Sunday, June 8, 2008

How Redo Send Works

ARCn Archival Processing

Archiving happens when a log switch occurs on the primary database:

* On the primary database, after one archival process (ARC0) has successfully archived the local online redo log to the local destination (LOG_ARCHIVE_DEST_1), another archival process (ARC1) process transmits redo from the local archived redo log files (instead of the online redo log files) to the remote standby destination (LOG_ARCHIVE_DEST_2).

* On the remote destination, the remote file server process (RFS) will, in turn, write the redo data to an archived redo log file from a standby redo log file. Log apply services use Redo Apply (managed recovery process - MRP ) or SQL Apply ( logical standby process - LSP uses parallel execution (Pnnn) processes) to apply the redo to the standby database.

Because the online redo log files are archived locally first, the LGWR process reuses the online redo log files much earlier than would be possible if the ARCn processes archived to the standby database concurrently with the local destination.

Using the Log Writer Process (LGWR) to Archive Redo Data

Using the LGWR process differs from ARCn processing because instead of waiting for the online redo log to switch at the primary database and then writing the entire archived redo log at the remote destination all at once, the LGWR process selects a standby redo log file at the standby site that reflects the log sequence number (and size) of the current online redo log file of the primary database. Then, as redo is generated at the primary database, it is also transmitted to the remote destination. The transmission to the remote destination will either be synchronous or asynchronous. Synchronous LGWR processing is required for the maximum protection and maximum availability modes of data protection in Data Guard configurations.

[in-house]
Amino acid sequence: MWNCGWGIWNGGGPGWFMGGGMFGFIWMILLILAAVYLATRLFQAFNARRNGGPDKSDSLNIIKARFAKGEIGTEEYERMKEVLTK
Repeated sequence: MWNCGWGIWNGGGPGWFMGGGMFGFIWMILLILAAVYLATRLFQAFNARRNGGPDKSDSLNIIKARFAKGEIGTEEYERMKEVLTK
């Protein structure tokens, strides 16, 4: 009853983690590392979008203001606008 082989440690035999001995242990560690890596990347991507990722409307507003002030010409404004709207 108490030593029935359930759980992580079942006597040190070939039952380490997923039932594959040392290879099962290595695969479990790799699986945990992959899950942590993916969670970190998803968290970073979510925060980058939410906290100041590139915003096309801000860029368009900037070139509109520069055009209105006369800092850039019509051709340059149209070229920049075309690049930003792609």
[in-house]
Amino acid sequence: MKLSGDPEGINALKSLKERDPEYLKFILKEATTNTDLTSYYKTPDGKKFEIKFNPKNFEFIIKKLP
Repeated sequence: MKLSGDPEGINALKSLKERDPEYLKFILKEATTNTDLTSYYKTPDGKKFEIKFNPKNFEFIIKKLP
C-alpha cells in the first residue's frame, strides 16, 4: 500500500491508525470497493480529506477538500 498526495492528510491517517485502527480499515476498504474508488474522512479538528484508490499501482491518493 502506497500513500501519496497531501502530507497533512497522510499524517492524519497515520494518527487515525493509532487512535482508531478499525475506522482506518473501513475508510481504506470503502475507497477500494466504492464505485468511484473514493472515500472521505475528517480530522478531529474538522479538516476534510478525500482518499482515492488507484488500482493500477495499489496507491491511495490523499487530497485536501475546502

LGWR SYNC Archival Processing

LGWR process to synchronously transmit redo data to the standby system at the same time it is writing redo data to the online redo log file on the primary database:

* On the primary database, the LGWR process submits the redo data to one or more network server (LGWR Network Server process LNSn) processes, which then initiate the network I/O in parallel to multiple remote destinations. Transactions are not committed on the primary database until the redo data necessary to recover the transaction is received by all LGWR SYNC destinations.

* On the standby system, the remote file server (RFS) receives redo data over the network from the LGWR process and writes the redo data to the standby redo log files.

A log switch on the primary database triggers a log switch on the standby database, causing ARCn processes on the standby database to archive the standby redo log files to archived redo log files on the standby database. Then, Redo Apply (MRP process) or SQL Apply (LSP process) applies the redo data to the standby database. If real-time apply is enabled, Data Guard recovers redo data directly from the current standby redo log file as it is being filled up by the RFS process.

LGWR ASYNC Archival Processing

When the LGWR and ASYNC attributes are specified, the log writer process writes to the local online redo log file, while the network server (LNSn) processes (one for each destination) asynchronously transmit the redo to remote destinations. The LGWR process continues processing the next request without waiting for the LNS network I/O to complete.

If redo transport services transmit redo data to multiple remote destinations, the LNSn processes (one for each destination) initiate the network I/O to all of the destinations in parallel.

When an online redo log file fills up, a log switch occurs and an archiver process archives the log file locally, as usual.